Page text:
Brands partnering with influencers must ensure to respect their individual voices to guarantee the exchange of natural, relatable and engaging messages says Georgina Rutherford of IMA (Influencer Marketing Agency).
They started out as bloggers; new-age authors dedicated to growing devoted fanbases through their outward-facing publishing platforms marked as favourites in our internet browsers. Then with the rapid rise of social media, they transformed into digital influencers; a tribe of thought leaders with the power to engage interested audiences on a big scale.
What makes this tribe so remarkable? Influencers are a class of their own, a species that continues to evolve. They transform and adapt according to the consumer and that’s why nobody wants to miss out.
Everyone from broadcasting networks to big-name brands want a piece of the action. Influencer-brand collaborations take many forms, and industry players are continually looking to work out how they can claim such individuals as their own.
It’s time to take a step back and leave the power where it belongs: with the influencer.
Why? The beauty of influencer marketing lies in the fact it is online word-of-mouth. People influence people. A Nielsen study confirms that 84% of consumers say recommendations from friends and family are the most influential and trustworthy source.
Influencers have worked hard to earn their followers’ trust so they can be considered as important as friends or family members. It seems the industry forgets this when they expect to be able to acquire influencer power as part of their own brand image.
Take NBC, for example. With the aim of inspiring millennials to tune in to the Olympic Games, the television network enlisted German YouTuber Flula Borg to feature in a series of videos starring US Olympic athletes. The content was to be shared across NBC Olympics’ owned social channels including Facebook, Twitter, Snapchat and Instagram.
To enlist a popular content creator to connect with this particular target audience is a great idea. Perfect, in fact. However, if the content were to be shared on the influencer’s own social channels, where he has an intimate connection with his following, then they would have utilised the power of the collaboration to much better effect.
What NBC is doing is not ‘wrong’, but is would be advantageous for a brand to capitalise on the direct relationship between an influencer and their following. Without this connection, the influencer loses their most important weapon: authenticity.
Authenticity is the key ingredient to successful influencer marketing. Consumers are now savvy enough to sense dishonest online marketing, so influencers who are true to themselves appeal to an audience who seek a relationship built on trust and credibility.
It also plays a big role in ensuring that brands do not get lost in the noise of the influencer world. Many opt for short-term paid partnerships rather than manifesting long-term relationships with influencers who truly fit their brand, but the reality is that influencer marketing is built on real relationships and honesty. Finding influencers who know and are dedicated to their audiences is the solution to appealing to consumers in the most genuine way.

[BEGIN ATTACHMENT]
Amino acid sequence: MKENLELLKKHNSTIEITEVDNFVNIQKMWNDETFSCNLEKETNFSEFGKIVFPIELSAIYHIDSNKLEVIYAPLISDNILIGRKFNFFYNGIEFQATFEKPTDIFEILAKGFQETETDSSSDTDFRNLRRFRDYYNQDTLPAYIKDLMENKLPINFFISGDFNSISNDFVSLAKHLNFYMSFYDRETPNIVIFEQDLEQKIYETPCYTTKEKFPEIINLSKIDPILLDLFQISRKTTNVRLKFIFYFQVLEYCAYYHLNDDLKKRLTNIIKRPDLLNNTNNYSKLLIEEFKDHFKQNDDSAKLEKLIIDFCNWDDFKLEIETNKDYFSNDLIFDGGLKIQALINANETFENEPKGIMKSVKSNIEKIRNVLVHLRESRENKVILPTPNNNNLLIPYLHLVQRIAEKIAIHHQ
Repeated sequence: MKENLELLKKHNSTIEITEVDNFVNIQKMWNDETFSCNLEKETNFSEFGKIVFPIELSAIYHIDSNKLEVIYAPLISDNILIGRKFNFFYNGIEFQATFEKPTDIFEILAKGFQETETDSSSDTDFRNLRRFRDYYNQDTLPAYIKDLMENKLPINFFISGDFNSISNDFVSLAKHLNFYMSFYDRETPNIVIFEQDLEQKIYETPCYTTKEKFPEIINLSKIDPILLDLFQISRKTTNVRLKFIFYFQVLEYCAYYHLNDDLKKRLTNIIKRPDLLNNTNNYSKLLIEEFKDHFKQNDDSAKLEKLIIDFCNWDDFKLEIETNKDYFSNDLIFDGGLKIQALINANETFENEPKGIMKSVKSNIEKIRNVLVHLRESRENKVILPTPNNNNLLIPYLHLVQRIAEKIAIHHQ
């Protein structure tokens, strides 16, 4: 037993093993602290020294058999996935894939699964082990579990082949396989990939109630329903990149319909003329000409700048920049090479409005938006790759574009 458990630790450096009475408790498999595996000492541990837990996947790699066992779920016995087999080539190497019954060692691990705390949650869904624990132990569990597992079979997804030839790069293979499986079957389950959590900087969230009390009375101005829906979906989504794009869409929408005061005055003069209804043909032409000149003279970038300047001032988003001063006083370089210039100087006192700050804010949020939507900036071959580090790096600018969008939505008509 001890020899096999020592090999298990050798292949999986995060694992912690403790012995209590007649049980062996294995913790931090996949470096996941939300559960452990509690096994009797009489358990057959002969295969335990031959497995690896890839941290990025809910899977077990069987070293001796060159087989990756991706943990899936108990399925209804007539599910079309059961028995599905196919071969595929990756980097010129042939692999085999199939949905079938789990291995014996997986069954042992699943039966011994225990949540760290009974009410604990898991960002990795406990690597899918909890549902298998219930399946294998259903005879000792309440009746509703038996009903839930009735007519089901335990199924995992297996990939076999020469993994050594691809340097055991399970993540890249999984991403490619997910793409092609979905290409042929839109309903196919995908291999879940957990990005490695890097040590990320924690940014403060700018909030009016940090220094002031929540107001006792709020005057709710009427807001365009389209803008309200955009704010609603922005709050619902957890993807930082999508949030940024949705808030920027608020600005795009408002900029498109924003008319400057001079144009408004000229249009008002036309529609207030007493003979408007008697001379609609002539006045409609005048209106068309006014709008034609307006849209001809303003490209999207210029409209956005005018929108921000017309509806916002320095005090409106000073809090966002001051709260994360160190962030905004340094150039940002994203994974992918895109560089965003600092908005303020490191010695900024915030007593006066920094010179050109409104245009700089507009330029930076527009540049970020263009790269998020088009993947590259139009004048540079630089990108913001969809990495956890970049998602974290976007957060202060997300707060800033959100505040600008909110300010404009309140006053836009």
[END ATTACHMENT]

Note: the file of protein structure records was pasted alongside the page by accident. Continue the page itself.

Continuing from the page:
So why is it that brands seem to overlook the importance of this bond between an influencer and their audience, sharing collaborative content on their owned channels instead? To build their owned audiences. But things have changed and brands have to remember that consumers would rather listen to other consumers. The top ranked accounts on social channels by subscribers are testament to this – there are hardly any brands to be seen. This shift is what Douglas Holt calls “crowdculture” in the Harvard Business Review.
Social media allows individuals to become powerful cultural innovators, creating better content than brands ever could and pushing them out of the picture. For this reason, brands are better off letting the influencers do the talking instead of pushing branded content through their own channels.
Havaianas did this really well with its recent initiative aimed at introducing the iconic brand to a younger teenage audience (as pictured here). A number of European vloggers joined the brand on a trip to Brazil where they immersed themselves in the country’s cultural heritage. Each influencer shared their experience through video content unique to their individual styles with no e-commerce links, minimal product push and the simple hashtag accompaniment: #myhavaianassummer.
By keeping the ball in the influencers’ courts, allowing them the freedom to share original content through their own voices, Havaianas got the most out of influencer marketing. The brand was provided with a diverse range of exciting content that directly targeted a large percentage of its target audience. Furthermore, it also secured a set of strong ambassadors that can grow and develop with the brand.
The industry does not need any more cookie cutter brand-spokespeople or new-era media icons. It needs more content creators. More passion. More dynamism. More individuality. Because let’s face it, influencers still have the freedom to take an angle that most advertisers or journalists can’t.
It all comes back to the fact that people listen to other people, not brands. Brands have to accept that traditional branding models have been flipped on their head. They need to let go and allow influencers to take control, so that the message is conveyed in the best possible way and the influencer can preserve their own voice; the voice the audience connected to in the first place. Want to reach that audience? Trust the influencer.
Georgina Rutherford is marketing manager at IMA (Influencer Marketing Agency). Comment Counts is a series of opinion pieces from experts within the industry. Do you have something to say? Get in touch via email@example.com.